“Columbus taught me everything,” Rachel Joy Baribeau says of a hometown that will never drop that Joy, no matter how much her remarkable success works to streamline a given name.
“Columbus taught me hustle and grind, dreams and passion,” Baribeau continues, speaking by phone during a break for from taping her ESPNU show on SiriusXM that reaches up to 10 million listeners. “It taught me to not curse my struggles even as a girl growing up on Hawthorne Drive in South Columbus. All of that is integral to what I do today.”
Now a resident of Nashville, Tennessee, Baribeau returns home tonight to co-host the Gridiron Girls Kickoff Caravan event already well-established in a trailblazing career as a female working in the (once) boys-only broadcast-sports clubhouse. Hailed by CBS Sports as “respected by coaches, sports and the media,” she has for the past two years created a platform—one that incorporates her talents as a motivational speaker and drive as survivor of violence from the hands of a man—to seeks nothing less than to change the masochistic culture so prevalent in college-football programs..
Troubled by rampant reports of rape and assault by players on campuses all across the country, Baribeau in June 2016 penned the revealing personal essay “College Football is Breaking My Heart” for Gridiron Now. Not content in using just her considerable voice as a media personality (on TV every fall Saturday for both the ACC and SEC networks), she then formed the nonprofit Changing the Narrative
and now delivers its message to brighten the way these young men view the women in t their lives.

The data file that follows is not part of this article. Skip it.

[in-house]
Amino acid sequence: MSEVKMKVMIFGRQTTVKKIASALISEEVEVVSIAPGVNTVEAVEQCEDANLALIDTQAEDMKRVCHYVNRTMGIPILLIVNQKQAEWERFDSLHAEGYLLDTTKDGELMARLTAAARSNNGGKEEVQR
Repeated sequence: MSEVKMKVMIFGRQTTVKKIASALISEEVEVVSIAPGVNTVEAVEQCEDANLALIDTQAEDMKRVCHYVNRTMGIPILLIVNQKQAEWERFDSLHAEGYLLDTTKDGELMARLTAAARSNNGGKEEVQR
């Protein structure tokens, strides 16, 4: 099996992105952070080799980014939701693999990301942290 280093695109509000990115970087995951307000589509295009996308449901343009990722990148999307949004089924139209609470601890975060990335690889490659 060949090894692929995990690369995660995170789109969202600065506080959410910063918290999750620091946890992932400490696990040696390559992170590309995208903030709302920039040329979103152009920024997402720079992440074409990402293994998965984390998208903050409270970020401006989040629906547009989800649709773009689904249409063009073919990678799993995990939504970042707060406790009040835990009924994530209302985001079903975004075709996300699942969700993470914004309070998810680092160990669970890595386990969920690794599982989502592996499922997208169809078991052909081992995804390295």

“Football is a violent game and we’re never going to get away from that,” Baribeau says.
Changing the Narrative’s efforts examine mental-health issues, including those related to chronic traumatic encephalopathy CTE), a condition found in the brains of 87% football players at levels from high school up to the NFL.
And there’s some debate as to whether these reports are in part the byproduct of a incessant, instantaneous news stream eager to spread salacious stories. “We consume media so fast now,” explains Baribeau, who has TED Talks guest and Heisman Trophy voter on her stellar resume. “It’s to the point I have a phobia of turning off my phone because I’m scared I’ll miss something.”
However, the culture surrounding football isn’t the only problem.
“You’ll find our culture’s music, magazines and movies all telling these young me to hit it and quit it,” Baribeau explains. “Telling them, ‘Who gives a f—k? Do what makes you feel good.’ So there’s no sense of accountability. I’m calling them to something greater.”
With millions of social-media hits, visits to more than 30 big-time programs (from LSU to Tennessee), and award presented in collaboration with the NCAA, Baribeau’s call for Changing the Narrative is being heard.
Tonight, her powerful message will be heard at the Idle Hour Community Center, where she’ll appear in a program co-hosted by Phil Savager, color commentator for the University of Alabama.
“It’s a feel-good girls’ night out,” Baribeau says of the third stop of the caravan’s tour, which hit the bigger markets of Birmingham and Nashville this past week. “For $30, you get food, alcohol and our program, which alternates between Phil’s football know-how and my Changing the Narrative talk. So hopefully ladies will leave fired up for football season, touched emotionally, and talking about the difference between Cover 1 and Cover 2 strategies on defense.”